12. "Pendrin, encoded by the Pendred syndrome gene, resides in the apical region of renal intercalated cells and mediates bicarbonate secretion". Proceedings of the National Academy of Sciences of the United States of America 98 (7): 4221–6. March 2001. doi:10.1073/pnas.071516798. PMID 11274445. Bibcode2001PNAS...98.4221R. 
  13. "Profound hypokalemia and hypochloremic metabolic alkalosis during thiazide therapy in a child with Pendred syndrome". Clinical Nephrology 69 (6): 450–3. June 2008. doi:10.5414/cnp69450. PMID 18538122. 
  14. "Dissecting asthma using focused transgenic modeling and functional genomics". The Journal of Allergy and Clinical Immunology 116 (2): 305–11. August 2005. doi:10.1016/j.jaci.2005.03.024. PMID 16083784. 
  15. "IL-13 and epidermal growth factor receptor have critical but distinct roles in epithelial cell mucin production". American Journal of Respiratory Cell and Molecular Biology 36 (2): 244–53. February 2007. doi:10.1165/rcmb.2006-0180OC. PMID 16980555. 
  16. "Thiocyanate transport in resting and IL-4-stimulated human bronchial epithelial cells: role of pendrin and anion channels". Journal of Immunology 178 (8): 5144–53. April 2007. doi:10.4049/jimmunol.178.8.5144. PMID 17404297.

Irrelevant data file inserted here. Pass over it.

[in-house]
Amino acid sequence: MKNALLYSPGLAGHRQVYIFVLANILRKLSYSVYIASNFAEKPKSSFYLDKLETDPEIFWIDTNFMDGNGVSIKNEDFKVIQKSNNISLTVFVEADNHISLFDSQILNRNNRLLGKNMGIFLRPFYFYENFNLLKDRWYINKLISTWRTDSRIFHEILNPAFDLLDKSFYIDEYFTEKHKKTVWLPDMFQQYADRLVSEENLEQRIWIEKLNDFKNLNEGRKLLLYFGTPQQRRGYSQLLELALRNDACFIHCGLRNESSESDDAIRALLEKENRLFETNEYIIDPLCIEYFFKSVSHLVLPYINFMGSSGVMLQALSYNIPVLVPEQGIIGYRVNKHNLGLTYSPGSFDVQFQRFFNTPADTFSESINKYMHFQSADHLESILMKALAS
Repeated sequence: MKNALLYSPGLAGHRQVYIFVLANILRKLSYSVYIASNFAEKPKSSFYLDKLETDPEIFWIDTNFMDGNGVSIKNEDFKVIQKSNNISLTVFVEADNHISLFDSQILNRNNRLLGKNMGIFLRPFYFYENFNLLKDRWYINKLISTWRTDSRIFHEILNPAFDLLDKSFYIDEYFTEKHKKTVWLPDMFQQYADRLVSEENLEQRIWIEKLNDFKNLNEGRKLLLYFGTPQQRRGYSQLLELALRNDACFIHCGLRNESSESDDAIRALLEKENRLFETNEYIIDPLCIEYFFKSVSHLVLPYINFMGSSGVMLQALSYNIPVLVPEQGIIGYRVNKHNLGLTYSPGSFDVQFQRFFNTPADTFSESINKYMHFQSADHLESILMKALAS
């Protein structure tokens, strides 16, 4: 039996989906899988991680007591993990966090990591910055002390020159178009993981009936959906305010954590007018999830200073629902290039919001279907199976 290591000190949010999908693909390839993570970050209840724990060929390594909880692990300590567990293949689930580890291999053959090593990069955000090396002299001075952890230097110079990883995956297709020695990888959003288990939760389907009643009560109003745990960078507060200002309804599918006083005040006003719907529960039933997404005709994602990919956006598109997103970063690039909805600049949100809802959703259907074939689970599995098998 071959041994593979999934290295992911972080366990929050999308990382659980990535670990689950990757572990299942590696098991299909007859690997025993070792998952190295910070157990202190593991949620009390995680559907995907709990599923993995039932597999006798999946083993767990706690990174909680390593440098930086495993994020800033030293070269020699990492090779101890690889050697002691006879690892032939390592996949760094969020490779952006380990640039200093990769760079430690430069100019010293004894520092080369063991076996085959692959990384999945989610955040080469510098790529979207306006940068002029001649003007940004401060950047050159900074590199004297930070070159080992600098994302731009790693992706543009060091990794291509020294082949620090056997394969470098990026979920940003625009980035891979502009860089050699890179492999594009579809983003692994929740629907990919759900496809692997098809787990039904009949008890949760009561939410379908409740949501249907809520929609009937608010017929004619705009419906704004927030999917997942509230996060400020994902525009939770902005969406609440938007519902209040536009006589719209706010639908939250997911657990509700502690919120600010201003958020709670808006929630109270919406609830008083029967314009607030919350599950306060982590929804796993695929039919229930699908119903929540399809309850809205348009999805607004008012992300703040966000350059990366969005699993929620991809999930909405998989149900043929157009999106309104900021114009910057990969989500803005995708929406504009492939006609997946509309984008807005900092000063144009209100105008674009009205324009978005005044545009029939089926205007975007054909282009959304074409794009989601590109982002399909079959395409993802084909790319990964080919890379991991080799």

17. "Identification of pendrin as a common mediator for mucus production in bronchial asthma and chronic obstructive pulmonary disease". Journal of Immunology 180 (9): 6262–9. May 2008. doi:10.4049/jimmunol.180.9.6262. PMID 18424749. 
  18. "The epithelial anion transporter pendrin is induced by allergy and rhinovirus infection, regulates airway surface liquid, and increases airway reactivity and inflammation in an asthma model". Journal of Immunology 181 (3): 2203–10. August 2008. doi:10.4049/jimmunol.181.3.2203. PMID 18641360.